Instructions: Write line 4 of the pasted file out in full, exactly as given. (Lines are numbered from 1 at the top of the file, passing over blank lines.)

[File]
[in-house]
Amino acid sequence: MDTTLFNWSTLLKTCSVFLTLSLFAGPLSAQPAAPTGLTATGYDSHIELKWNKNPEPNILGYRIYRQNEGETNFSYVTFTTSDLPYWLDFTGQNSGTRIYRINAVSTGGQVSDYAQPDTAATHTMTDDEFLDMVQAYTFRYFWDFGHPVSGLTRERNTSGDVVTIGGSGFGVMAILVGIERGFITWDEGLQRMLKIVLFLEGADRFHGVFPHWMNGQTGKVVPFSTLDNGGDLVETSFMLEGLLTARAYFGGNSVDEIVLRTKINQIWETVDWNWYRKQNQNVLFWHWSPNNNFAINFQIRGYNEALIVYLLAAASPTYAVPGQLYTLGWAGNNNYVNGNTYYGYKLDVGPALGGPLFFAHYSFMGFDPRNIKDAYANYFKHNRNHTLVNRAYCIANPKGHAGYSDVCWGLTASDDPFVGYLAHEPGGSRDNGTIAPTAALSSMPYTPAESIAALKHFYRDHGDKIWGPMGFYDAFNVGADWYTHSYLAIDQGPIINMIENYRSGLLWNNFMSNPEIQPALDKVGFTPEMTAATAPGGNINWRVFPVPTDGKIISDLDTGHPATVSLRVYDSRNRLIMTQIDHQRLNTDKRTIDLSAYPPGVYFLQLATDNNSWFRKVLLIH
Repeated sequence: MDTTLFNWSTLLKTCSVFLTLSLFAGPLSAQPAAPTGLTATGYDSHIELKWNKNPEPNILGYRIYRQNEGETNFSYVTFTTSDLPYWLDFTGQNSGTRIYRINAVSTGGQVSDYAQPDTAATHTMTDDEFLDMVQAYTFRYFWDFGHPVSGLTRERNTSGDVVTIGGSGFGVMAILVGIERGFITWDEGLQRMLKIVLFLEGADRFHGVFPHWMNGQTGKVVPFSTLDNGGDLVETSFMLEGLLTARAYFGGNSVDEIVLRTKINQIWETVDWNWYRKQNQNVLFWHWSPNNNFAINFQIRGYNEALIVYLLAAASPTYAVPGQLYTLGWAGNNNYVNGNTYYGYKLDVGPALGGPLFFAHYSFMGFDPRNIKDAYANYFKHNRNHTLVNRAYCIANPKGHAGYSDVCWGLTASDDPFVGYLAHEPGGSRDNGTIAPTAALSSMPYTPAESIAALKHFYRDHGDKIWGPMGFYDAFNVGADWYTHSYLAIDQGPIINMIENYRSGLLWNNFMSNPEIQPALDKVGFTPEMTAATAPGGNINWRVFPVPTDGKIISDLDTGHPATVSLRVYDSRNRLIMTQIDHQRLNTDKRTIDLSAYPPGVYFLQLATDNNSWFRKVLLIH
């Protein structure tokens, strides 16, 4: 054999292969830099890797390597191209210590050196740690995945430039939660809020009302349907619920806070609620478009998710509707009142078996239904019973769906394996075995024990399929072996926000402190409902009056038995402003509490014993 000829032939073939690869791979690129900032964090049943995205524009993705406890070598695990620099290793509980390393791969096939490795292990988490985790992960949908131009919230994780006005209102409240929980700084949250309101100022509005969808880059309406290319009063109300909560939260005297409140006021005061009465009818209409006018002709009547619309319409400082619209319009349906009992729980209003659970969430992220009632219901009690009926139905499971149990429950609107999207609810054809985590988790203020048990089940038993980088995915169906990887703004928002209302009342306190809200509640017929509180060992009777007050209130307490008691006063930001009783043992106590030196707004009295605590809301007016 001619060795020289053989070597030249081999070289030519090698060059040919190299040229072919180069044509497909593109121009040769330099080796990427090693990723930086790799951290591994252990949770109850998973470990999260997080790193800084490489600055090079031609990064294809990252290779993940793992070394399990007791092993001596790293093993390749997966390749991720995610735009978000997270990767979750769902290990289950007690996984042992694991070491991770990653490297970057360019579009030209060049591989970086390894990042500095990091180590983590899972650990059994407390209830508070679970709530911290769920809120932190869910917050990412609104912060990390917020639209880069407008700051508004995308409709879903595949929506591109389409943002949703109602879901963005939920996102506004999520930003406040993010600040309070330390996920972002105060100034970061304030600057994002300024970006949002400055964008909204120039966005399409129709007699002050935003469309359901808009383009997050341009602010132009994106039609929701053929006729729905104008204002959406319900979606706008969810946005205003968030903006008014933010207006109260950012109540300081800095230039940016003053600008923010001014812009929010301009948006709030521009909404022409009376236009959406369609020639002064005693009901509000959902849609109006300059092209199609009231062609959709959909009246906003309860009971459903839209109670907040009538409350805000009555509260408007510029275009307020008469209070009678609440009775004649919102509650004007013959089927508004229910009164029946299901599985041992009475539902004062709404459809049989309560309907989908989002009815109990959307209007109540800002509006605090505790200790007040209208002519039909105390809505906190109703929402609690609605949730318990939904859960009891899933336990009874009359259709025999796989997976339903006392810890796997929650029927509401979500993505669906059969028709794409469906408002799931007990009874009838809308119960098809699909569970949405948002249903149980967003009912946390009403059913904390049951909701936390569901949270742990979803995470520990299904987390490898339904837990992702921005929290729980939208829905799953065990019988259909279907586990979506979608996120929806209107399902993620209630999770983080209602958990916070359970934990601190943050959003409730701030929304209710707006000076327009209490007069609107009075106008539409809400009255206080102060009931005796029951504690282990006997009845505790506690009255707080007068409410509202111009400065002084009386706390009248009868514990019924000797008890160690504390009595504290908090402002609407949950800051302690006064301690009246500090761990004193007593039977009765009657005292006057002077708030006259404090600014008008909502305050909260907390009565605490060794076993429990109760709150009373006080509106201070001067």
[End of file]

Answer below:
């Protein structure tokens, strides 16, 4: 054999292969830099890797390597191209210590050196740690995945430039939660809020009302349907619920806070609620478009998710509707009142078996239904019973769906394996075995024990399929072996926000402190409902009056038995402003509490014993 000829032939073939690869791979690129900032964090049943995205524009993705406890070598695990620099290793509980390393791969096939490795292990988490985790992960949908131009919230994780006005209102409240929980700084949250309101100022509005969808880059309406290319009063109300909560939260005297409140006021005061009465009818209409006018002709009547619309319409400082619209319009349906009992729980209003659970969430992220009632219901009690009926139905499971149990429950609107999207609810054809985590988790203020048990089940038993980088995915169906990887703004928002209302009342306190809200509640017929509180060992009777007050209130307490008691006063930001009783043992106590030196707004009295605590809301007016 001619060795020289053989070597030249081999070289030519090698060059040919190299040229072919180069044509497909593109121009040769330099080796990427090693990723930086790799951290591994252990949770109850998973470990999260997080790193800084490489600055090079031609990064294809990252290779993940793992070394399990007791092993001596790293093993390749997966390749991720995610735009978000997270990767979750769902290990289950007690996984042992694991070491991770990653490297970057360019579009030209060049591989970086390894990042500095990091180590983590899972650990059994407390209830508070679970709530911290769920809120932190869910917050990412609104912060990390917020639209880069407008700051508004995308409709879903595949929506591109389409943002949703109602879901963005939920996102506004999520930003406040993010600040309070330390996920972002105060100034970061304030600057994002300024970006949002400055964008909204120039966005399409129709007699002050935003469309359901808009383009997050341009602010132009994106039609929701053929006729729905104008204002959406319900979606706008969810946005205003968030903006008014933010207006109260950012109540300081800095230039940016003053600008923010001014812009929010301009948006709030521009909404022409009376236009959406369609020639002064005693009901509000959902849609109006300059092209199609009231062609959709959909009246906003309860009971459903839209109670907040009538409350805000009555509260408007510029275009307020008469209070009678609440009775004649919102509650004007013959089927508004229910009164029946299901599985041992009475539902004062709404459809049989309560309907989908989002009815109990959307209007109540800002509006605090505790200790007040209208002519039909105390809505906190109703929402609690609605949730318990939904859960009891899933336990009874009359259709025999796989997976339903006392810890796997929650029927509401979500993505669906059969028709794409469906408002799931007990009874009838809308119960098809699909569970949405948002249903149980967003009912946390009403059913904390049951909701936390569901949270742990979803995470520990299904987390490898339904837990992702921005929290729980939208829905799953065990019988259909279907586990979506979608996120929806209107399902993620209630999770983080209602958990916070359970934990601190943050959003409730701030929304209710707006000076327009209490007069609107009075106008539409809400009255206080102060009931005796029951504690282990006997009845505790506690009255707080007068409410509202111009400065002084009386706390009248009868514990019924000797008890160690504390009595504290908090402002609407949950800051302690006064301690009246500090761990004193007593039977009765009657005292006057002077708030006259404090600014008008909502305050909260907390009565605490060794076993429990109760709150009373006080509106201070001067």